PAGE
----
By Clarice Silber
Maryland Hillel’s alternative winter break program will return this winter and take students on trips to Las Vegas, Israel, Ethiopia, and for the first time, Oklahoma City.
Hillel’s alternative winter break programs are designed to give students the opportunity to partake in community service trips in, and outside of the U.S. Every service trip includes student fellows that act as leaders of the program, as well as a Hillel staff member that provides any necessary support.
“What I love the most about AWB programs is that they combine community service and volunteer work, cultural awareness, and relationship building,” said Zoe Klein, a co-fellow on the upcoming service trip to Ethiopia. Klein, who partook in the Ethiopia trip offered last year, said that the group will most likely engage in some type of manual labor.
Amy Weiss, the director of the alternative breaks program, said that the fellows work hard to put together the service trips. “We take a deep approach with the trip leaders. They do a lot of engagement on campus and dig deep into their personal networks,” Weiss said.
Prior to the service trips, fellows are responsible for recruiting students, overseeing the itinerary, and conducting orientation sessions with participants. According to Weiss this is the sixth running year of the alternative break fellowship program.
This year also marks the third year that Hillel is partnering with the organization Yahel. The program will bring students to do community service with one of many Ethiopian communities residing in Israel.
“I’ve been to Israel several times but this trip was different in that it is not focused on touring Israel but rather influencing social change in communities that are often overlooked,” said Ariel Gleaner, a sophomore kinesiology major who will partake in this year’s service trip to Israel. Gleaner explained that the program stood out to her.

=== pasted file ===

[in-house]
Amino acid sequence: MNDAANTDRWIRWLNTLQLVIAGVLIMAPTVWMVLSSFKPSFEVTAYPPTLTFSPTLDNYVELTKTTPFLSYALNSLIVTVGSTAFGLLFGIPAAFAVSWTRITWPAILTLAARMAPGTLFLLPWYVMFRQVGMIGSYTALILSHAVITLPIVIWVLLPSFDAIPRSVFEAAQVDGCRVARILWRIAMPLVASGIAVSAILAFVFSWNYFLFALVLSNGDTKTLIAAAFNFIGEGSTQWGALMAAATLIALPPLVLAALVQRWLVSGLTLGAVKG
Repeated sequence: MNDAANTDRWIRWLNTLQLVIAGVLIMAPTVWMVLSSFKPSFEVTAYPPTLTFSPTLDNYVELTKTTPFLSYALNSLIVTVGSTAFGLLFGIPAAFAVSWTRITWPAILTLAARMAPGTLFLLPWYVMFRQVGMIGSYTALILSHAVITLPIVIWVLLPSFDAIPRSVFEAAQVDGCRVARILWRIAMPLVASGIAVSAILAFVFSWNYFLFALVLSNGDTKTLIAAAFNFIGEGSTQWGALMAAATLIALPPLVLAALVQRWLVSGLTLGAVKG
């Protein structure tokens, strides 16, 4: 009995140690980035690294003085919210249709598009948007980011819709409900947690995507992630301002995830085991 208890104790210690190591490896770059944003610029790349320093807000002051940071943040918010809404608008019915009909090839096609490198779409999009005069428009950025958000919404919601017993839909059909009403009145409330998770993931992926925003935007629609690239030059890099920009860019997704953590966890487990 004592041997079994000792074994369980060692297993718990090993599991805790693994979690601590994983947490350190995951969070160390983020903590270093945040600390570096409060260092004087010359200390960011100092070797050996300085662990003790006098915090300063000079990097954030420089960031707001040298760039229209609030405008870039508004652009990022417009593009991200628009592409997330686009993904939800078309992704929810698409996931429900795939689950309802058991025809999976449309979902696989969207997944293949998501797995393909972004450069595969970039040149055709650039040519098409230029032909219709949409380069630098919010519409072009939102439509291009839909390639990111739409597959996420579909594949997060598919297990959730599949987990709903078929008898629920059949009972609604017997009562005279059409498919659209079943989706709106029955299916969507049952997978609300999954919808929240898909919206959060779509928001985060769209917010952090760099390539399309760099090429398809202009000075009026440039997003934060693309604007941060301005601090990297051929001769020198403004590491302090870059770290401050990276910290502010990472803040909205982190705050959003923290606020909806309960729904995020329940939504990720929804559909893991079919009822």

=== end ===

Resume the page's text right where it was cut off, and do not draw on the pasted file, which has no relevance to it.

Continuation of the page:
According to Max Cohen, a fellow leading the service trip in Las Vegas, going on alternative winter break trips is great opportunity for learning and stepping outside one’s personal comfort zone.
The Las Vegas service trip is geared towards doing a number of different projects throughout the week. Some activities include tutoring children through the 100 Academy of Excellence program, preparing meals for students that cannot access healthy food options at school or over the weekends, and revitalizing downtown Las Vegas.
 Like Cohen, Klein also strongly recommends the service trips to other students. “I would recommend any and all students to partake in one because they really open your eyes to the need for social change in our world and allow you to get involved in an organized fashion,” Klein explained.
Gleaner said that what most excited her was the opportunity to work interactively with other students. “I am most excited about the group of people on the trip. It is made up of people with all different Jewish backgrounds and also some non-Jewish participants. I look forward to being surrounded by different perspectives,” said Gleaner.
“For me, it is an awesome, meaningful way to explore and expand my Jewish identity,” Cohen said.


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